"The Church of England and doctors' leaders have opposed the move, saying it could damage trust in broadcasters and promote unhealthy lifestyles."

SH: (P) That's the spirit. I recommend trying Morgans Spiced over ice {cheesy ad man grin} (P)

Dick Puddlecote said...

Ian B: I suspect much of the 'breast is best' campaign can be attributable to the fact that companies are making money out of something which can be provided free. The refrain when restrictive legislation is denied is always of the same variety.

For example:

Belinda Phipps, chief executive of the NCT, said she was disappointed by the decision not to ban follow-on adverts.

"It does make you wonder what pressure has been brought to bear," she said.

And another couple of examples here.

It's the same tactic of playing on anti-capitalism envy to demonise an industry providing what people want to buy.

Entrepreneurs earning money irritate lefty righteous so a scare must be created.

Dominic Allkins said...


You're obviously feeling in a polite mood today - only describing them as "berks"

F**k it. They might as well not be allowing it all given the seemingly blanket wide ban on anything that people enjoy buying and consuming.

Ian B said...

True Dick, but the anti-capitalist thing is common to all their campaigns, the interesting thing is why they choose some products and not others. There's obviously a strong "earth mother" cohort pushing the titmilk campaign, and they've been at it a long while, and the justifying narrative is the "Nestle killed millions babies in Africa" narrative.

I just would like to know what really happened, because everythign one can read about it is basically activist propaganda.

Smoking Hot said...

Found my angel, DP ... up on site now. :)

Dick Puddlecote said...

Jack's always been a good boy, eh SH? ;)

Dominic: Hey, some things are allowed. It's just that only the twee suburbanites from Harrogate and Purley will be interested while they watch some plastic smile pasted sleb talking gobshite. First instance was coffee on This Morning, I believe - kinda proves it ... nice and safe.

Ian B: Interesting. I'll have to look deeper then, I don't doubt for a second that you're on the right lines.

Anonymous said...

I thought all of that puritanical constipation stopped when Charles II returned ?

Dominic Allkins said...


You watch 'This Morning'??!!??

Holy mother of god!!

Mark Wadsworth said...

It's terrible how far down the road we've come with the smoking ban on telly.

Occasionally they show something more than five or ten years old with people smoking. Indoors. In somebody's house. Or even - horrors - in a restaurant or pub, and it even strikes me as a bit strange, and I worry that my children will ask incredulously whether people were still allowed to do that (they having been most righteously brainwashed at school).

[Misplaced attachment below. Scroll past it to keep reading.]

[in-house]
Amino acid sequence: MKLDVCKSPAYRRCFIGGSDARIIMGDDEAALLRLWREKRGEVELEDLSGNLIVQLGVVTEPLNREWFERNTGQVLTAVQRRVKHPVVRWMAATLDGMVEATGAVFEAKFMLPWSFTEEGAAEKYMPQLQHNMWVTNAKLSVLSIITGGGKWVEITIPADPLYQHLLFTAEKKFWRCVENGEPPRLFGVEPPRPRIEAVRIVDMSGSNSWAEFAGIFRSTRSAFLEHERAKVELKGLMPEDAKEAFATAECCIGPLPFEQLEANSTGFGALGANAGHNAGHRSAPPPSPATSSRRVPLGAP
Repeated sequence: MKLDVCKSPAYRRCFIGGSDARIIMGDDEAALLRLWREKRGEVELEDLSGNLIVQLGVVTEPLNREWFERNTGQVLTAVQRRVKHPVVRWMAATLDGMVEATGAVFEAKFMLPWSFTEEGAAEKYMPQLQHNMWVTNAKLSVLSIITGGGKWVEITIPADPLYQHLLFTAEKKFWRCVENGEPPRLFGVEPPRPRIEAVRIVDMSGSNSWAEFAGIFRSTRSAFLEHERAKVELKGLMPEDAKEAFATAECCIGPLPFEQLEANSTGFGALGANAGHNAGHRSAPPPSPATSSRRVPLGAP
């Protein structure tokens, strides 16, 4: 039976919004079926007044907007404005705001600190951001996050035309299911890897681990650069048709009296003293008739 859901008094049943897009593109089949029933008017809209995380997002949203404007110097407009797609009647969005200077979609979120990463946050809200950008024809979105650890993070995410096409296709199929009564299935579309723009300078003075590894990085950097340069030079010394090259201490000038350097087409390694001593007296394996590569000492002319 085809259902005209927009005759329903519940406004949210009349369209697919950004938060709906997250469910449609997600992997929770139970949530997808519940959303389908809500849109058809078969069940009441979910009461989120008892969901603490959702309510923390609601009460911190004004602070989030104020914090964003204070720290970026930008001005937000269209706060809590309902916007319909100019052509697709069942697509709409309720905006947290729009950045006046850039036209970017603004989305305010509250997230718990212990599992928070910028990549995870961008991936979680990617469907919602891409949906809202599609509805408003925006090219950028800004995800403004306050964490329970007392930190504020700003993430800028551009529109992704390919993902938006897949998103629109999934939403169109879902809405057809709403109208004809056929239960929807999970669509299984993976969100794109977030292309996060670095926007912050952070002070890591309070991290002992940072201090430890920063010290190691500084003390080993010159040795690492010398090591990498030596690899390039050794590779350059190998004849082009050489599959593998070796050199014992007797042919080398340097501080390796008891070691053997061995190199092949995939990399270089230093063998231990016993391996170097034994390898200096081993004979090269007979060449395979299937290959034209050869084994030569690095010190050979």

Dick Puddlecote said...

Dominic: Heaven forbid! I'm working by then (I read it somewhere) ;)

Anonymous said...

How would young Mums know what milk to buy if it was not advertised.7
I am 32 with 3 children and the thought of 'breast is best' make me feel quite sick.
All my friends think the same. It is something that wild animals do as they do not have access to formula milk. Quite a barbaric practice and revolting.
I am sure that it is men that call for this practice as it stops the woman looking attractive with a child hanging off their body. Ugh.

Anonymous said...

Not sure about the UK, but in particular other countries an approved “product” for placement is the “no smoking” graphic. In particular programs, the NS graphic appears at least a certain number of times. It is well-framed, usually right next to the primary actor’s head – can’t miss it. Government (taxpayer)-funded antismoking groups pay for placement of their “product”.

banned said...

So presumably if the Hollyoaks folk were shown having a night out it would consist of getting the bus to the lifestyle gym followed by fun in a smoothie bar and a quick vegan salad on the way home?

Furor Teutonicus said...

XX Smoking Hot said...

Think l'll just put a product placement on my site as my reply.XX

Aye. Smith & Wesson spring strangely to mind.

Anonymous said...

Frankly disappointed by the unimaginative choice of gin.

Anonymous said...

Ian B, I'm also fascinated by the whole breast milk thing. A few years ago I read a paper suggesting that all the claimed advantage was in fact due to hidden confounding with various aspects of being middle class. It was written by a woman who appeared to be vary competent. One of the London universities I think. Can't remember her name. Of course The bonkers women went ape shit.
I also think there is a very strong connection between hatred of bottle feeding and hatred of caesarean births. I don't mix with mad women, so I've never got close to figuring out what's going on.